Advanced Search
MyIDEAS: Login to save this article or follow this journal

The buccra-massa and the little man's broker in a Jamaican sugartown: Implications for community health education

Contents:

Author Info

  • Whitehead, Tony L.
Registered author(s):

    Abstract

    In societies that have been historically stratified by class, interclass communication is frequently hampered by behaviors of higher status people that lower status people interpret as denigrating. To escape what they perceive as denigration, lower status people may attempt to avoid interclass interaction, and, when it is unavoidable, adopt such strategies as not making direct eye contact, saying very little except what they think the higher status people want to hear (including flattery), and using a lower status peer as an intermediary. Such behavioral patterns have important implications for the design of health services programs. This paper presents a case study of such interaction difficulties observed during 13 months of anthropological research in a Jamaican town. The lower status people in the town of Haversham (a pseudonym) refer to this avoidance behavior as the 'buccra-massa'. The antonym of buccra-massa is 'buck-the-massa'. 'Buck-the-massa' is characterized by being able to look higher status people in the eye and boldly engage them in conversation. Lower status persons who are known for bucking the massa are frequently used as intermediaries in cross-class interactions. Because Havershamians refer to higher status men as 'big men' and to lower status men as 'little men', the author calls the intermediaries used by lower status people in Haversham, 'little man's brokers'. The author argues that the buccra-massa and buck-the-massa behavioral traditions had their roots in the complex and extreme social inequalities of the slavery period in Jamaica. It is further argued that economic difficulties in Jamaica since the slavery period have contributed to the persistence of these behavioral dynamics to the present day. The buccra-massa/buck-the-massa behavioral complex is often manifested in health care settings in Jamaica. Thus, the author suggests that the little man's broker can be very useful in promoting less threatening, and therefore more effective, interactions between the clients and the staff of health and other human service programs. He notes that while staffmembers often view brokering behavior as trouble making, many of the clients they wish to serve view this same behavior as bucking-the-massa. It is a mistake, according to this analysis, to ignore the little man's broker. As this case study of Jamaica shows, accomplished brokers can choose to exert their extensive influence against utilization of services offered by specific programs. Finally, the author points to some cross-cultural implications of the buccra-massa/ buck-the-massa behavioral complex; it should be particularly looked for in societies which have long histories of slavery and/or colonial rule.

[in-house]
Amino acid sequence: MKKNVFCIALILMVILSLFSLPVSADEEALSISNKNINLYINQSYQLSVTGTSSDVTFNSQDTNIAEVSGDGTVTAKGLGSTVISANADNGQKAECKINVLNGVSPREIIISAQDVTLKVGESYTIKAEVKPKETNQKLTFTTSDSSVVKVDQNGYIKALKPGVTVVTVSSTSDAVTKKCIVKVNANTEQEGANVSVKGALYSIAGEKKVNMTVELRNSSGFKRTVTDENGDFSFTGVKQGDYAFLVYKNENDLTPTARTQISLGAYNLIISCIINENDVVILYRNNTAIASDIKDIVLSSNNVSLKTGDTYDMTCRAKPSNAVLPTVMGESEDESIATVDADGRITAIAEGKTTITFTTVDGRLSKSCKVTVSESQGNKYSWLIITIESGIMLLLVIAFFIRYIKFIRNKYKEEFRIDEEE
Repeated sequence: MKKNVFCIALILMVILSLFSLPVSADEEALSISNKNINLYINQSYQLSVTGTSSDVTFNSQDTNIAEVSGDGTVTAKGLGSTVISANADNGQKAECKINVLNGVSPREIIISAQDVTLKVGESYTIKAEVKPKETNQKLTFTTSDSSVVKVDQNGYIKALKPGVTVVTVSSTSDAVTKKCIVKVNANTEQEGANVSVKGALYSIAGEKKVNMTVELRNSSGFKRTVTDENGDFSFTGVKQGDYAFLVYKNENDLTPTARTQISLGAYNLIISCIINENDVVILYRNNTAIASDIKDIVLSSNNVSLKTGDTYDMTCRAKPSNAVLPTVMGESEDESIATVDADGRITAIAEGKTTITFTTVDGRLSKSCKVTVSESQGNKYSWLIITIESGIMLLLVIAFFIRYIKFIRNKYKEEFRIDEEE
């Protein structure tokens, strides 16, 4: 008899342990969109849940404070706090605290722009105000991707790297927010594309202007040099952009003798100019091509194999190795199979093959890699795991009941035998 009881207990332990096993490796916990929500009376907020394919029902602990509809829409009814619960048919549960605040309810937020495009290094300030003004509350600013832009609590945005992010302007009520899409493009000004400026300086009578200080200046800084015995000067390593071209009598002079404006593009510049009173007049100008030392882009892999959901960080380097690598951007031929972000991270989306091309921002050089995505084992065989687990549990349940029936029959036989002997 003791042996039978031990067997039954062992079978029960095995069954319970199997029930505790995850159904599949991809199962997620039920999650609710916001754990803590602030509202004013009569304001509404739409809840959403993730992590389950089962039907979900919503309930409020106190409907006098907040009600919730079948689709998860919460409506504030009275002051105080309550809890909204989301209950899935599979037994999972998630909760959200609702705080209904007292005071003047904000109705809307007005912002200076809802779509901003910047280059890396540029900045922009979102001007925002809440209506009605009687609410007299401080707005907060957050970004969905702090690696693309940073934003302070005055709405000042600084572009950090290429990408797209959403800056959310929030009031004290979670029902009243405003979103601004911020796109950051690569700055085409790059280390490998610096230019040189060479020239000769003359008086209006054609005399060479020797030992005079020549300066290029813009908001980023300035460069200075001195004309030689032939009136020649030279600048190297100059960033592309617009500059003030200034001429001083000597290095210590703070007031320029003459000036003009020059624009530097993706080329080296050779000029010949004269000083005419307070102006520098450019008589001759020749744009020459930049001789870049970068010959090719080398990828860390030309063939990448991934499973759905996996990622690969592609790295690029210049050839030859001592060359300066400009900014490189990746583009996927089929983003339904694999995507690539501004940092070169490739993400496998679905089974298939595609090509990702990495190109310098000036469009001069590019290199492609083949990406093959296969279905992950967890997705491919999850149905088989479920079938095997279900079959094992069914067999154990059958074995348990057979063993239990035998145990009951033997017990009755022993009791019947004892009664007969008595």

Download Info

    If you experience problems downloading a file, check if you have the proper application to view it first. In case of further problems read the IDEAS help page. Note that these files are not on the IDEAS site. Please be patient as the files may be large.
    File URL: http://www.sciencedirect.com/science/article/B6VBF-463P4NH-65/2/54cdbd05390a4e0164eef5e4a8910fca
    Download Restriction: Full text for ScienceDirect subscribers only

    As the access to this document is restricted, you may want to look for a different version under "Related research" (further below) or search for a different version of it.

    Bibliographic Info

    Article provided by Elsevier in its journal Social Science & Medicine.

    Volume (Year): 19 (1984)
    Issue (Month): 5 (January)
    Pages: 561-572

    as in new window
    Handle: RePEc:eee:socmed:v:19:y:1984:i:5:p:561-572

    Contact details of provider:
    Web page: http://www.elsevier.com/wps/find/journaldescription.cws_home/315/description#description

    Order Information:
    Postal: http://www.elsevier.com/wps/find/supportfaq.cws_home/regional
    Web: http://www.elsevier.com/orderme/journalorderform.cws_home/315/journalorderform1/orderooc/id=654&ref=654_01_ooc_1&version=01

    Related research

    Keywords:

    References

    No references listed on IDEAS
    You can help add them by filling out this form.

    Citations

    Lists

    This item is not listed on Wikipedia, on a reading list or among the top items on IDEAS.

    Statistics

    Access and download statistics

    Corrections

    When requesting a correction, please mention this item's handle: RePEc:eee:socmed:v:19:y:1984:i:5:p:561-572. See general information about how to correct material in RePEc.

    For technical questions regarding this item, or to correct its authors, title, abstract, bibliographic or download information, contact: (Zhang, Lei).

    If you have authored this item and are not yet registered with RePEc, we encourage you to do it here. This allows to link your profile to this item. It also allows you to accept potential citations to this item that we are uncertain about.

    If references are entirely missing, you can add them using this form.

    If the full references list an item that is present in RePEc, but the system did not link to it, you can help with this form.

    If you know of missing items citing this one, you can help us creating those links by adding the relevant references in the same way as above, for each refering item. If you are a registered author of this item, you may also want to check the "citations" tab in your profile, as there may be some citations waiting for confirmation.

    Please note that corrections may take a couple of weeks to filter through the various RePEc services.